Friday, July 17, 2009

A Good Days Work

It was a gorgeous winter day today. Blue skies with the occasional fluffy white cloud; not a breath of wind and about 14 degrees. I couldn't have asked for better winter gardening weather. I got stuck into shovelling the rest of the organic compost (bought a few weeks ago) from the trailer into the wheelbarrow. Several trips later I had managed to cover the entire vegetable garden with a thick new blanket of lovely rich compost. The area that was done a few weeks ago already has the shoots of the garlic poking through. My daughter helped me plant the corms so I think there must be about 50 baby plants - I think she got a bit carried away!

Then it was time for a change of pace. After lunch I decided to start pruning the roses. 'Bonica' was still covered in blooms so it was hard to make myself cut them off. But cut them off I did. Then it was time to cut back Salvia leucantha with its few remaining blooms. A forest of new growth at its base suggested the time was right. Three pink flowering gauras were the next to receive this brutal treatment as was a Lepechinia hastata. A few weeds were pulled out along the way and fed to the grateful chooks. I also cut the dead stems off a couple of Sedum 'Autumn Joy'; I know some writers say to leave them over winter but the allure of their brown stalks has well and truly passed and I want to see their 'brussel sprout' shoots. I mused over Phormium 'Jester' for awhile but did nothing beyond remove a few dead leaves. Leo Schofield wrote in his book about lifting congested clumps of phormium cultivars in autumn and only replanting those with the best colour but I'm not sure I want to do this. My clump has recovered quite well from summer's rigours and has good colour. I think I'll just pull off the segments that are more green than the colourful stripes of red, pink and cream: and leave the rest of the clump as is. I really love all the colourful phormium cultivars but they have taken a hammering this last summer. They are a plant from the swamps and maybe Melburnians have finally realised they are not as drought tolerant as many growers like to think.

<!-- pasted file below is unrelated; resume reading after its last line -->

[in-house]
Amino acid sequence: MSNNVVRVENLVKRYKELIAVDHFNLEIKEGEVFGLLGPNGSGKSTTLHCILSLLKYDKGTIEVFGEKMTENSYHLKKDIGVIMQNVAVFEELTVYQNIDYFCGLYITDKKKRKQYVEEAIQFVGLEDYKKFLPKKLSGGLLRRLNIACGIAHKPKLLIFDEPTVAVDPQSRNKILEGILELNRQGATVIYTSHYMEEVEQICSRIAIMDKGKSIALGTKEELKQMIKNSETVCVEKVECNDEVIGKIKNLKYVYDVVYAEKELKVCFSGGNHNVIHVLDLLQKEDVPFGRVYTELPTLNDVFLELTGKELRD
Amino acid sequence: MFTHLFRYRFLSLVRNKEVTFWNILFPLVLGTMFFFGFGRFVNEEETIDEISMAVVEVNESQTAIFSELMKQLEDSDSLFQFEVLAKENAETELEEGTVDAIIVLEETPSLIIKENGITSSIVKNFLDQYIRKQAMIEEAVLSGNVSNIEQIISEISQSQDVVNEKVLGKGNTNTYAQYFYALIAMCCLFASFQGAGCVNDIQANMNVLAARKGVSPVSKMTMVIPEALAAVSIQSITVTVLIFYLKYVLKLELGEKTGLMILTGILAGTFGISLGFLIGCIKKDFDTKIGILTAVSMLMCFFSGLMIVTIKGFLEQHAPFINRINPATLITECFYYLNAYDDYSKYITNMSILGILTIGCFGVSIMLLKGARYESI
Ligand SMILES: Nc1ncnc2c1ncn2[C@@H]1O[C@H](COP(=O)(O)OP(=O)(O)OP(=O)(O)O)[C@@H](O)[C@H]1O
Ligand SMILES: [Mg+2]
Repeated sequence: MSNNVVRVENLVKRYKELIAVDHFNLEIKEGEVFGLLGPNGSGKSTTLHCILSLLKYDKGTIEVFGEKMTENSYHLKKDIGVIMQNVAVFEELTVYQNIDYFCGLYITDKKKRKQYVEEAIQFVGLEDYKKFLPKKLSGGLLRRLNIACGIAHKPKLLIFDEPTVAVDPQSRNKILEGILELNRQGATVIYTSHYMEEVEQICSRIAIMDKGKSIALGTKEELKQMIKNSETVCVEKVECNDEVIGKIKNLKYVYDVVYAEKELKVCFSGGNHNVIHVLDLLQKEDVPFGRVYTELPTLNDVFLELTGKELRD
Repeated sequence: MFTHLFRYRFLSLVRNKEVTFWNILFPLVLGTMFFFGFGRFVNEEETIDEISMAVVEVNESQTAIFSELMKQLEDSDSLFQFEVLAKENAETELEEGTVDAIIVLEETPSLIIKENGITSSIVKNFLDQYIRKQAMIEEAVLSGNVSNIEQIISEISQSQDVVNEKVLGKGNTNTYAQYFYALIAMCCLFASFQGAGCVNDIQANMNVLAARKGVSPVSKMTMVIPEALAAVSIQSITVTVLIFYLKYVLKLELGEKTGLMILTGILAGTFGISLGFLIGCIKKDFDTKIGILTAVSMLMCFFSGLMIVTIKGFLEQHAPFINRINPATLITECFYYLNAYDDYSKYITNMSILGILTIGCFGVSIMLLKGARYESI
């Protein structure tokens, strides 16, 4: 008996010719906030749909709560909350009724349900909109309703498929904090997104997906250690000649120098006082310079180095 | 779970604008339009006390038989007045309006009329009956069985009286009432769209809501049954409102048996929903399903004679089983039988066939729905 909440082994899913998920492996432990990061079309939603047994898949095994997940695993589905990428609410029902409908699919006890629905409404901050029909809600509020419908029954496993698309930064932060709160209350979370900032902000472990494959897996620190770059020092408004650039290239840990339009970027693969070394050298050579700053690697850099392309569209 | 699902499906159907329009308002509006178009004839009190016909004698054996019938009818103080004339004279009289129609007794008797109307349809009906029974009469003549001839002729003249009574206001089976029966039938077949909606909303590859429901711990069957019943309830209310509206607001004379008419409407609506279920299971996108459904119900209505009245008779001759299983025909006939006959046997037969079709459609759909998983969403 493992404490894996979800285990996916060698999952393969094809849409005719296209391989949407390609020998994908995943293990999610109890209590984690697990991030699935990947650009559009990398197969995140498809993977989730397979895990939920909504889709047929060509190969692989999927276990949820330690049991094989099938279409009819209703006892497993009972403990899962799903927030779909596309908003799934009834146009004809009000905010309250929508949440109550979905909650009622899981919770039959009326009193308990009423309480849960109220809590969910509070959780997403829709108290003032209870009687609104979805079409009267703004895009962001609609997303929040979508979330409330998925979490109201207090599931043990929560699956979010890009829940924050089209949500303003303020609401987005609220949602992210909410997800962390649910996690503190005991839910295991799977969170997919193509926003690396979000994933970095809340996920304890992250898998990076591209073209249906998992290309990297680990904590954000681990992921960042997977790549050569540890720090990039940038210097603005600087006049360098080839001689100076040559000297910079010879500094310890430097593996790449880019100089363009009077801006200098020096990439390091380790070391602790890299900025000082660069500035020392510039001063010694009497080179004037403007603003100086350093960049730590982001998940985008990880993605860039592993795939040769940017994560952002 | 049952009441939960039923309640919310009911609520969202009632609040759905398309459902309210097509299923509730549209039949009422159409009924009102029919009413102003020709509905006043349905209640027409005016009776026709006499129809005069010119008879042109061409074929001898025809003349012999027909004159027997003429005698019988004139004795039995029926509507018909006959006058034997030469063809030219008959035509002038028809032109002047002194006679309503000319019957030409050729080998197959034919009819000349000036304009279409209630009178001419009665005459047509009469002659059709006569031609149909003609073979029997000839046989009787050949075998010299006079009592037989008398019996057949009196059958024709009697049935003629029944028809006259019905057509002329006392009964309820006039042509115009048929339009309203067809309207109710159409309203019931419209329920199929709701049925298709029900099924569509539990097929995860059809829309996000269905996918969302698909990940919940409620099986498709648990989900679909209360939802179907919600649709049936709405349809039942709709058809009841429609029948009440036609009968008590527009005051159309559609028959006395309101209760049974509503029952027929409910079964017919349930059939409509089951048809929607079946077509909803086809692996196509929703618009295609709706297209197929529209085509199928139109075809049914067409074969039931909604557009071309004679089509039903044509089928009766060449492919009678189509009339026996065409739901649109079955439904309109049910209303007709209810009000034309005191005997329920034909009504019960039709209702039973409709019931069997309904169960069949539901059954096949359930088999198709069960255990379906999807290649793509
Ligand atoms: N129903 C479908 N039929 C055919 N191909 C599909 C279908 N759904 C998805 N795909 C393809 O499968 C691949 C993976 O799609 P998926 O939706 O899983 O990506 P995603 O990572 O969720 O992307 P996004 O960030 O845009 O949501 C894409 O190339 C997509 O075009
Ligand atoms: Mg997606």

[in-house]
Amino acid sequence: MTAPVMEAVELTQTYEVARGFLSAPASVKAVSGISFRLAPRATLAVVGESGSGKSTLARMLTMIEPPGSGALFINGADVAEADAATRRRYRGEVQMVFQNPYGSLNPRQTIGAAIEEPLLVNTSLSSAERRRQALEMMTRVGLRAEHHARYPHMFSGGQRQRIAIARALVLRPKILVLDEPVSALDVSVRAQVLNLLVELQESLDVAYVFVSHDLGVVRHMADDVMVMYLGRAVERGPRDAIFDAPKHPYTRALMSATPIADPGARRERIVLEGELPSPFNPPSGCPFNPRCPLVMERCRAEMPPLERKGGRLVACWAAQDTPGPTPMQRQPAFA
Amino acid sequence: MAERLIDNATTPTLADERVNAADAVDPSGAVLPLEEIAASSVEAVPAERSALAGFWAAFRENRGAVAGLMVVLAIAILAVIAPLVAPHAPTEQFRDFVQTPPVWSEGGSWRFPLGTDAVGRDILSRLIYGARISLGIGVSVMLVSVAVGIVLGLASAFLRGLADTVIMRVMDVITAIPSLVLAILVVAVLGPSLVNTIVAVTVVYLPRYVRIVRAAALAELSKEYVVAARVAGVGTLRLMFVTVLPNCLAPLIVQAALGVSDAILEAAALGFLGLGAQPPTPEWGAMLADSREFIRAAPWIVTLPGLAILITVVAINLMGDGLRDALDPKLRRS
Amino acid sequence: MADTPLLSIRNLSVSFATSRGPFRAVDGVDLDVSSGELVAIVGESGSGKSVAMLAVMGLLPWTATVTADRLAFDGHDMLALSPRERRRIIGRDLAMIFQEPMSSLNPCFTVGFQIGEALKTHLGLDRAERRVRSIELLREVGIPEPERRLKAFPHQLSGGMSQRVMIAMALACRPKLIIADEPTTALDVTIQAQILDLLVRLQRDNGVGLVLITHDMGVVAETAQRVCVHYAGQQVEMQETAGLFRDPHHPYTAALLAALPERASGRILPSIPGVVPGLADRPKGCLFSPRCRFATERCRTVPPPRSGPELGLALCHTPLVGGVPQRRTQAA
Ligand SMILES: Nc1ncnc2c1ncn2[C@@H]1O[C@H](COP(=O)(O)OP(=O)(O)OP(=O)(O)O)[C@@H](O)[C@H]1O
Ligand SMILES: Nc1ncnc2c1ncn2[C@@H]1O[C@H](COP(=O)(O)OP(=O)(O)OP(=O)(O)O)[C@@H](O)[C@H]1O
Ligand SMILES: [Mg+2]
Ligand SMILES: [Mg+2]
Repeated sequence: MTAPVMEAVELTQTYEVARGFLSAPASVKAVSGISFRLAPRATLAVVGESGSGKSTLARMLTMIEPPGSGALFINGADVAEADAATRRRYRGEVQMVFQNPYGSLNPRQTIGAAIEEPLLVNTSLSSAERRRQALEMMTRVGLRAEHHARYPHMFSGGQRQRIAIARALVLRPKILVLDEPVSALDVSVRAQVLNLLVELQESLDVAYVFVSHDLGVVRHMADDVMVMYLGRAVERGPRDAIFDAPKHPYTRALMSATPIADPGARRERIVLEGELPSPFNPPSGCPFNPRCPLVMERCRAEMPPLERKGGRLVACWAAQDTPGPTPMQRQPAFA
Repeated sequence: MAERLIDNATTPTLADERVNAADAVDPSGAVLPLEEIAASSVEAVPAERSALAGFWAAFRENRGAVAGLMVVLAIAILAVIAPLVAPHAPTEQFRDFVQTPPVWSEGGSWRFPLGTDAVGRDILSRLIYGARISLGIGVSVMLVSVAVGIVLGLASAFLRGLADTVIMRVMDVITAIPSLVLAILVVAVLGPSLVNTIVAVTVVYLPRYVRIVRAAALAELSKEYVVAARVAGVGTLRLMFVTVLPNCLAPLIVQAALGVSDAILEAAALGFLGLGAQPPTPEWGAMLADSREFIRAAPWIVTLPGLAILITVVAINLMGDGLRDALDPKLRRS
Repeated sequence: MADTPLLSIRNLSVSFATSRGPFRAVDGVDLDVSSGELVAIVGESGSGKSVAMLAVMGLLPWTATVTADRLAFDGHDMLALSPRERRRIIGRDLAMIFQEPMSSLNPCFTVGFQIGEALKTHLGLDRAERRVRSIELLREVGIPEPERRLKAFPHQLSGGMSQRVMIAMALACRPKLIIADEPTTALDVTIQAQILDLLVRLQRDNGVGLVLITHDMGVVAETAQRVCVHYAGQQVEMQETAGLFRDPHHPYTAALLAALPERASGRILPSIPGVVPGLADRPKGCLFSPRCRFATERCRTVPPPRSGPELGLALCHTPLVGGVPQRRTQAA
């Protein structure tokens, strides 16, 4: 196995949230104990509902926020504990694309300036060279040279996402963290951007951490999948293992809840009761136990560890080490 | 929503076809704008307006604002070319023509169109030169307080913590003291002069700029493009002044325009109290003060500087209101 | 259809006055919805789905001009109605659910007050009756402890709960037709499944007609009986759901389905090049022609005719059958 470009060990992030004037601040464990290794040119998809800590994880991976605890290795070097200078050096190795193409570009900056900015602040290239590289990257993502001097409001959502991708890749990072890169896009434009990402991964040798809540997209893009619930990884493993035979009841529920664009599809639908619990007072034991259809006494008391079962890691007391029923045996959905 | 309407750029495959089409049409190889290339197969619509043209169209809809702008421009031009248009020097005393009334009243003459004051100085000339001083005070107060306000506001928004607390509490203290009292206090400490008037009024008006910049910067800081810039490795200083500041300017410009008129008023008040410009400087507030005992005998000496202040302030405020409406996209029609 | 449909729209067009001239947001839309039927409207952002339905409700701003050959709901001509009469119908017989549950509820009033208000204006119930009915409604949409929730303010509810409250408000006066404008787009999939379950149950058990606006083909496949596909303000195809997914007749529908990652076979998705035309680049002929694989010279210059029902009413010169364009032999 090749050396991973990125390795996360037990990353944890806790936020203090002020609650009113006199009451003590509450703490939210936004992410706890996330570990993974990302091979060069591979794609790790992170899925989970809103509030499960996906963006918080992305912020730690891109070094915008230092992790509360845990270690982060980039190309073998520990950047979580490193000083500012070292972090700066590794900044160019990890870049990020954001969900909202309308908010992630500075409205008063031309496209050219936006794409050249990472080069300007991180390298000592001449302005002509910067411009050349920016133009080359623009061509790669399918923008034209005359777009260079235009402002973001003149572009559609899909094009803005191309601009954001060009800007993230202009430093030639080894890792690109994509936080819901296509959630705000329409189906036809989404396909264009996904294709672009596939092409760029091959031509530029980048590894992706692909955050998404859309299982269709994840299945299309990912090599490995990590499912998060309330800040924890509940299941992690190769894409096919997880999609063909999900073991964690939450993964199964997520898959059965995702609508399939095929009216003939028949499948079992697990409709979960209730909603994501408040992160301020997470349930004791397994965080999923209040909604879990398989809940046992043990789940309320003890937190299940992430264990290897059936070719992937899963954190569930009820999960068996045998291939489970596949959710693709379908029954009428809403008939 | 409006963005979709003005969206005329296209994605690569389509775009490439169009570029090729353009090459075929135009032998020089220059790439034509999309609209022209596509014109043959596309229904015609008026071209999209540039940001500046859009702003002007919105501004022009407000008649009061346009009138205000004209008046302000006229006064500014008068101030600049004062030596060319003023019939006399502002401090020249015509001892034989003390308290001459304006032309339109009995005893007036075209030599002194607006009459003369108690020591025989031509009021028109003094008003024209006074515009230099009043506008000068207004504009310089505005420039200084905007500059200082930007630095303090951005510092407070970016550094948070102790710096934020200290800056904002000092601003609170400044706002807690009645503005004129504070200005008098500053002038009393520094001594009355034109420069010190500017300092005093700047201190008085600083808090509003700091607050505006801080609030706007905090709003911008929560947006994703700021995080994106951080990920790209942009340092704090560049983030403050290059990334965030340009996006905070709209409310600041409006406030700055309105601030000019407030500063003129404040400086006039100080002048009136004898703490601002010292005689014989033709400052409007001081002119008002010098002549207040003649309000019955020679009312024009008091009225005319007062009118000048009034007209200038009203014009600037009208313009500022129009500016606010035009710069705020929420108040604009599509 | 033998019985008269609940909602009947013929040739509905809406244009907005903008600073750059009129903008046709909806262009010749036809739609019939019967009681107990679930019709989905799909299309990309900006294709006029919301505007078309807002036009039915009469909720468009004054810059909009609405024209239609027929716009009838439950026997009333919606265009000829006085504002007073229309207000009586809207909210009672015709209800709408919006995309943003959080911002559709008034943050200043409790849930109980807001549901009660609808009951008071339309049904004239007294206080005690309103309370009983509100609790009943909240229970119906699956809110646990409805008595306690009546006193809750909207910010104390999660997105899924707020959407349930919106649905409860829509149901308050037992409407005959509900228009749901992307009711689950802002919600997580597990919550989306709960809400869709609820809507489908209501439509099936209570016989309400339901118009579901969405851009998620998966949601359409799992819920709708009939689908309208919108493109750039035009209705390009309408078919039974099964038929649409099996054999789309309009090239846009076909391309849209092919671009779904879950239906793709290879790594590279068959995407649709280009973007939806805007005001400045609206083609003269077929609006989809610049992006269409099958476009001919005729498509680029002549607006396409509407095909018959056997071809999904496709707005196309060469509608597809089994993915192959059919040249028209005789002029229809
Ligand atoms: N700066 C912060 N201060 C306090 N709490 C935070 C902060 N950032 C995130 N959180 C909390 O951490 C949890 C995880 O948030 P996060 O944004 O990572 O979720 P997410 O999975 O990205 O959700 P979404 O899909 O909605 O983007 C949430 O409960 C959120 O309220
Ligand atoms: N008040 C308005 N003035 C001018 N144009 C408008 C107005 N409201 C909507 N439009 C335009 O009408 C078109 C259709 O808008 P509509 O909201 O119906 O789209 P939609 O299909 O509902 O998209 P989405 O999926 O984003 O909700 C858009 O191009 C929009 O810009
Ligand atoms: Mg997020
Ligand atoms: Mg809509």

1 comment:

  1. Melanie, I think the newer cultivars of Phormium are often quite weak..they seem to require far more attention to keep em looking good than the older types..and they revert to some dodgy for drought effect..I think the new types tend to suffer from the effect of very high temps as we had last summer..not really a suffering from the root. Make sense?